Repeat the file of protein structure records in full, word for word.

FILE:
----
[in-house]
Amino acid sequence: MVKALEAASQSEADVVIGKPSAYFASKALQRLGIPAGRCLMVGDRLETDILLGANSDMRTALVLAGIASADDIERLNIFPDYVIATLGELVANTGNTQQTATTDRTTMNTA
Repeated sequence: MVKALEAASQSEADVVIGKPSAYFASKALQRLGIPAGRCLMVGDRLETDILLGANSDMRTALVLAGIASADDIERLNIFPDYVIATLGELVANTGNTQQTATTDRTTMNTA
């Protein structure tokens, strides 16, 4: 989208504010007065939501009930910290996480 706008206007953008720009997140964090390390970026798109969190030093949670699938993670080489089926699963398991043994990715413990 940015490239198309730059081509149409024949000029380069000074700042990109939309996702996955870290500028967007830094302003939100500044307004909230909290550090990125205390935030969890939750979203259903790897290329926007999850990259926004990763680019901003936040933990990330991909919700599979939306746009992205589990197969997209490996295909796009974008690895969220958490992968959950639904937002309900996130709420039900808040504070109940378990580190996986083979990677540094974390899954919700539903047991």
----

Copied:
[in-house]
Amino acid sequence: MVKALEAASQSEADVVIGKPSAYFASKALQRLGIPAGRCLMVGDRLETDILLGANSDMRTALVLAGIASADDIERLNIFPDYVIATLGELVANTGNTQQTATTDRTTMNTA
Repeated sequence: MVKALEAASQSEADVVIGKPSAYFASKALQRLGIPAGRCLMVGDRLETDILLGANSDMRTALVLAGIASADDIERLNIFPDYVIATLGELVANTGNTQQTATTDRTTMNTA
């Protein structure tokens, strides 16, 4: 989208504010007065939501009930910290996480 706008206007953008720009997140964090390390970026798109969190030093949670699938993670080489089926699963398991043994990715413990 940015490239198309730059081509149409024949000029380069000074700042990109939309996702996955870290500028967007830094302003939100500044307004909230909290550090990125205390935030969890939750979203259903790897290329926007999850990259926004990763680019901003936040933990990330991909919700599979939306746009992205589990197969997209490996295909796009974008690895969220958490992968959950639904937002309900996130709420039900808040504070109940378990580190996986083979990677540094974390899954919700539903047991």